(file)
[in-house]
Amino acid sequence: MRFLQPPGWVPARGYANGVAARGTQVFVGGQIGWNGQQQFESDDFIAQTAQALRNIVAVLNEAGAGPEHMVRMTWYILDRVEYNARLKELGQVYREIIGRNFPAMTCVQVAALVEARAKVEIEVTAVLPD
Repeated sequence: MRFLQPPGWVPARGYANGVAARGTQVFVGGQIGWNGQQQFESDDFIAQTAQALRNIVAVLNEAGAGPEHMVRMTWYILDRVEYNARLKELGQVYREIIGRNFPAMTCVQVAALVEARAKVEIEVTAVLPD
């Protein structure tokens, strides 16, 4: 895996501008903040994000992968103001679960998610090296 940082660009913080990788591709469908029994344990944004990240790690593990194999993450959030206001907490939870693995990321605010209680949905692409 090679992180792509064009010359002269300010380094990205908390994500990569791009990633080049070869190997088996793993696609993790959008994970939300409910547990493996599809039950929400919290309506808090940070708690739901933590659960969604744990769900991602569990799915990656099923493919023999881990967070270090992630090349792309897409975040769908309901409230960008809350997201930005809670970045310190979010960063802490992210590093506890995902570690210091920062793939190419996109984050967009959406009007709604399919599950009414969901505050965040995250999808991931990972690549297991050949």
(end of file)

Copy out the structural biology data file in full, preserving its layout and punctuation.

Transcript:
[in-house]
Amino acid sequence: MRFLQPPGWVPARGYANGVAARGTQVFVGGQIGWNGQQQFESDDFIAQTAQALRNIVAVLNEAGAGPEHMVRMTWYILDRVEYNARLKELGQVYREIIGRNFPAMTCVQVAALVEARAKVEIEVTAVLPD
Repeated sequence: MRFLQPPGWVPARGYANGVAARGTQVFVGGQIGWNGQQQFESDDFIAQTAQALRNIVAVLNEAGAGPEHMVRMTWYILDRVEYNARLKELGQVYREIIGRNFPAMTCVQVAALVEARAKVEIEVTAVLPD
């Protein structure tokens, strides 16, 4: 895996501008903040994000992968103001679960998610090296 940082660009913080990788591709469908029994344990944004990240790690593990194999993450959030206001907490939870693995990321605010209680949905692409 090679992180792509064009010359002269300010380094990205908390994500990569791009990633080049070869190997088996793993696609993790959008994970939300409910547990493996599809039950929400919290309506808090940070708690739901933590659960969604744990769900991602569990799915990656099923493919023999881990967070270090992630090349792309897409975040769908309901409230960008809350997201930005809670970045310190979010960063802490992210590093506890995902570690210091920062793939190419996109984050967009959406009007709604399919599950009414969901505050965040995250999808991931990972690549297991050949």